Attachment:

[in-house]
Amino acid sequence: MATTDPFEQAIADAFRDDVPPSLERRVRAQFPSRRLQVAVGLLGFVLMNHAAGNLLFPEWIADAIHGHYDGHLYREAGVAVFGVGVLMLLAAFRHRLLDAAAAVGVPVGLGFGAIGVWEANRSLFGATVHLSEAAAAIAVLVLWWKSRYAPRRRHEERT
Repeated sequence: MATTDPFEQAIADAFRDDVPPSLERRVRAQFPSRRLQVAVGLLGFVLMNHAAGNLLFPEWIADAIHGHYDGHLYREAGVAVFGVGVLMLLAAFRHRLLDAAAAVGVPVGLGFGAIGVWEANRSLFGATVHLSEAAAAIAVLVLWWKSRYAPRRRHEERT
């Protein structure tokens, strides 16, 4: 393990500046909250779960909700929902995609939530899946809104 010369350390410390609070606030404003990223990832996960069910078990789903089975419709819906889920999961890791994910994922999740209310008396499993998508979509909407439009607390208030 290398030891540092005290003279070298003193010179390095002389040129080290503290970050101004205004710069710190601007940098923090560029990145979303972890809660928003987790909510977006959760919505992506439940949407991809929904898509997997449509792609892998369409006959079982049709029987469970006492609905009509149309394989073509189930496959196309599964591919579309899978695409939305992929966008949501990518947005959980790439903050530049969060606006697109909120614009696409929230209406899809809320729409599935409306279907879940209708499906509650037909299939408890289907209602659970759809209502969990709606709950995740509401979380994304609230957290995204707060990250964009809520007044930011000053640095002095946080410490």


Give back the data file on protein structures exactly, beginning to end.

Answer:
[in-house]
Amino acid sequence: MATTDPFEQAIADAFRDDVPPSLERRVRAQFPSRRLQVAVGLLGFVLMNHAAGNLLFPEWIADAIHGHYDGHLYREAGVAVFGVGVLMLLAAFRHRLLDAAAAVGVPVGLGFGAIGVWEANRSLFGATVHLSEAAAAIAVLVLWWKSRYAPRRRHEERT
Repeated sequence: MATTDPFEQAIADAFRDDVPPSLERRVRAQFPSRRLQVAVGLLGFVLMNHAAGNLLFPEWIADAIHGHYDGHLYREAGVAVFGVGVLMLLAAFRHRLLDAAAAVGVPVGLGFGAIGVWEANRSLFGATVHLSEAAAAIAVLVLWWKSRYAPRRRHEERT
């Protein structure tokens, strides 16, 4: 393990500046909250779960909700929902995609939530899946809104 010369350390410390609070606030404003990223990832996960069910078990789903089975419709819906889920999961890791994910994922999740209310008396499993998508979509909407439009607390208030 290398030891540092005290003279070298003193010179390095002389040129080290503290970050101004205004710069710190601007940098923090560029990145979303972890809660928003987790909510977006959760919505992506439940949407991809929904898509997997449509792609892998369409006959079982049709029987469970006492609905009509149309394989073509189930496959196309599964591919579309899978695409939305992929966008949501990518947005959980790439903050530049969060606006697109909120614009696409929230209406899809809320729409599935409306279907879940209708499906509650037909299939408890289907209602659970759809209502969990709606709950995740509401979380994304609230957290995204707060990250964009809520007044930011000053640095002095946080410490």